By Judy Garrison
There was a Garfield Avenue in my hometown, and I had a vague memory that James Garfield was one of the assassinated presidents, along with Lincoln, McKinley and Kennedy. I also thought of him in that non-lustrous cluster of presidents most of us know little about: Rutherford Hayes, Chester A. Arthur, Grover Cleveland and Benjamin Henry Harrison. And so my curiosity was piqued by the jacket summary when I snatched the volume off our library’s New Books shelf. I found our 20th president who died at age 49 on September 19, 1881 to be an exemplary man on all counts; that included his companionable and inspiring marriage.
After tracking his extraordinary up-by-the-bootstraps rise from a childhood of extreme deprivation, fatherless at 2, in frontier-Ohio, through serious study and hard work, we readers are plunked into the midst of a Republican convention. We are immersed there in the maneuverings of the sparring political factions, hear Garfield, who has served 9 terms in the House, deliver a galvanizing speech in favor of another candidate; and then see him being drafted to run for president as a compromise candidate when neither Grant, Blaine nor Sherman can garner the requisite support. Throughout he appears to have not one iota of ambition for the presidency. And so this graduate of Williams College, classics professor, clergyman, lawyer, college president, major general and anti-slavery advocate runs for office and wins. Just 4 months into his promising presidency Garfield – devoid of bodyguard or security detail — is shot in the back by Charles Guiteau, a demented and delusionary political office seeker who had been obsessively stalking him.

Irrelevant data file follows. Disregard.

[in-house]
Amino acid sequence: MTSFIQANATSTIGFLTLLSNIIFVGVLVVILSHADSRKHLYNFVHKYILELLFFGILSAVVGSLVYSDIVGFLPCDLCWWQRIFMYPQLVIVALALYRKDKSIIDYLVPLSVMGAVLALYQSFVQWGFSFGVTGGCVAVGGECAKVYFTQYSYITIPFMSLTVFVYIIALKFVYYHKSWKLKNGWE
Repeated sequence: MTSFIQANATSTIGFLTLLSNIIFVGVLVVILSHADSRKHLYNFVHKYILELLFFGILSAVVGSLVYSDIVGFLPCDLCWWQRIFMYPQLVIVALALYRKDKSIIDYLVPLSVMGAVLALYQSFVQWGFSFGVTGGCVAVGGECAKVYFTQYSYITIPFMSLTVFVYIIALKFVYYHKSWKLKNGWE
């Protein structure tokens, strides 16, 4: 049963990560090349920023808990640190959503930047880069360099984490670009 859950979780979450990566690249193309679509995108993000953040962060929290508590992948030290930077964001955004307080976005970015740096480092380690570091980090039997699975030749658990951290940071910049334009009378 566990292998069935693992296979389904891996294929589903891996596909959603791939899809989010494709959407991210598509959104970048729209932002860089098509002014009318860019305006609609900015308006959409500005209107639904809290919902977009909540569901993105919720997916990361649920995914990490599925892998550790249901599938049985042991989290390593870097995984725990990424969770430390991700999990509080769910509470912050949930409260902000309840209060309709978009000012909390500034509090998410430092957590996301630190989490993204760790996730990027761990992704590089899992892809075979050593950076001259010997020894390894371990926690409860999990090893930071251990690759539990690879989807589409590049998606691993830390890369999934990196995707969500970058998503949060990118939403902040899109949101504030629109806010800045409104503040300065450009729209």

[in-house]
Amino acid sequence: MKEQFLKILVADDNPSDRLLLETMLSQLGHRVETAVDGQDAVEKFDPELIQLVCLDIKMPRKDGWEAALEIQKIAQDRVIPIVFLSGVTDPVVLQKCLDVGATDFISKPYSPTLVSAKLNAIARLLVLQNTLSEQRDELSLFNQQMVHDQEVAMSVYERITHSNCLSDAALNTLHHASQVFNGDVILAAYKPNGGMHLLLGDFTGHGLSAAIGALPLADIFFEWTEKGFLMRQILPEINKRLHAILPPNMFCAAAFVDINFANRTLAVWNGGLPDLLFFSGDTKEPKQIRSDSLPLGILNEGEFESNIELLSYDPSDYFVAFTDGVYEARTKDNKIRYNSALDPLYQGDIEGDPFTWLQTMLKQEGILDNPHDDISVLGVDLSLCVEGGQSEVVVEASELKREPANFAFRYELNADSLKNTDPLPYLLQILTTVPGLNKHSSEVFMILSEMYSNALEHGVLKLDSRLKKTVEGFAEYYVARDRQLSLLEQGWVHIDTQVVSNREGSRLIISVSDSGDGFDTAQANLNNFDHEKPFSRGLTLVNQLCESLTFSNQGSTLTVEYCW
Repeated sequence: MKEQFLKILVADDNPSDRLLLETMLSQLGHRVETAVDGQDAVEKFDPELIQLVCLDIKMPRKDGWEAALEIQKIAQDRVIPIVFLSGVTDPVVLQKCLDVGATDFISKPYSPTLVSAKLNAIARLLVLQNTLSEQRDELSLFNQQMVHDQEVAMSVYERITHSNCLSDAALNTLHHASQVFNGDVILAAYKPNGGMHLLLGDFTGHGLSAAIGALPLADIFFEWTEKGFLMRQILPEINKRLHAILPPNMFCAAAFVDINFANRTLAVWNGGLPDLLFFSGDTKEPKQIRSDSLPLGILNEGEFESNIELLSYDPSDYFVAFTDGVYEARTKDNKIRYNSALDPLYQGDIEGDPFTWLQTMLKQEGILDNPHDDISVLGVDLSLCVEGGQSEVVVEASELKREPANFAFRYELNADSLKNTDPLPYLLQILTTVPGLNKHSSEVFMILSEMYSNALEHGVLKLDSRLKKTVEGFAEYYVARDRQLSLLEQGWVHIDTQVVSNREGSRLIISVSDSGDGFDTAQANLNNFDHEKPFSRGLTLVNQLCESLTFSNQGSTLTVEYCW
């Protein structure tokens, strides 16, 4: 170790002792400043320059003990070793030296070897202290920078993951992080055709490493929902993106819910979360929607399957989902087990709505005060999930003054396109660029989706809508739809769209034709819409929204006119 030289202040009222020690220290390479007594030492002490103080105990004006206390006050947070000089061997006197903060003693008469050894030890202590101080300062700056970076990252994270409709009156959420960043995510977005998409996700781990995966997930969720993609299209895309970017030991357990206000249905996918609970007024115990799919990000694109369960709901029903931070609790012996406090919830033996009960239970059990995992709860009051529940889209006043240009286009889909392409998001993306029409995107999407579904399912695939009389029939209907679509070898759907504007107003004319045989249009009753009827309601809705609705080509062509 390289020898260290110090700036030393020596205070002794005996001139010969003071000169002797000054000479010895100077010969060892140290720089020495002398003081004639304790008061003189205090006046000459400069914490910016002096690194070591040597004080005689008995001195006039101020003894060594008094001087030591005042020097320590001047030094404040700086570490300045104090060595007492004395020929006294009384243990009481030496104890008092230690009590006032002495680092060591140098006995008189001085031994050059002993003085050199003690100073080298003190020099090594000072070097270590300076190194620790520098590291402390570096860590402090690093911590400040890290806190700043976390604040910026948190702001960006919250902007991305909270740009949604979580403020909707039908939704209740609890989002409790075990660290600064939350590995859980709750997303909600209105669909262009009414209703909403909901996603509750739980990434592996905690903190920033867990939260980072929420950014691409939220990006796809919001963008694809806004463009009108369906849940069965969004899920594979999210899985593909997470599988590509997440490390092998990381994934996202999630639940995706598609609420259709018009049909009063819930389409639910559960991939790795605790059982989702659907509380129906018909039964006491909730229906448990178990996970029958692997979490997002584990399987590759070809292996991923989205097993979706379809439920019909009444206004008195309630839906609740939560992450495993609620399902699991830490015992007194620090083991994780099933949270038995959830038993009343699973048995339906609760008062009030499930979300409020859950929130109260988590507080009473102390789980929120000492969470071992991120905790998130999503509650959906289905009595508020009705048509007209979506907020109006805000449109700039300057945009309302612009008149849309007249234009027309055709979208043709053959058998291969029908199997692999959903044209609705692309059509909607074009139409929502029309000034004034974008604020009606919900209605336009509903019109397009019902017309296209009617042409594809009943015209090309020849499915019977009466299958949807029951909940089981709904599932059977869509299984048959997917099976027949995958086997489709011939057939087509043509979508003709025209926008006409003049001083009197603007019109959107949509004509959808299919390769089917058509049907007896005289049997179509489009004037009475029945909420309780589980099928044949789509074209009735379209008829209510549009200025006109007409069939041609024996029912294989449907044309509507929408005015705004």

We are brought along to witness in detail the subsequent medical care Garfield receives, since he hasn’t died from the gunshot. With total disregard for the new sterilization techniques implemented and recommended by Lister – practices largely adhered to in Europe but disdained in the U.S. — the head physician probes repeatedly for the bullet, a procedure ironically and tragically leading to sepsis and, weeks later, death. Another participant in the quest for removal of the bullet is Alexander Graham Bell whom we closely observe as he manically works on an induction balance electrical device that should verify the location of the bullet and help facilitate its removal.
This fully researched and dramatically told story of a brilliant and upright president driven to rid the nation of political corruption, left this reader with a rueful sigh: “If only he had survived.” Pick up a copy at our library! ~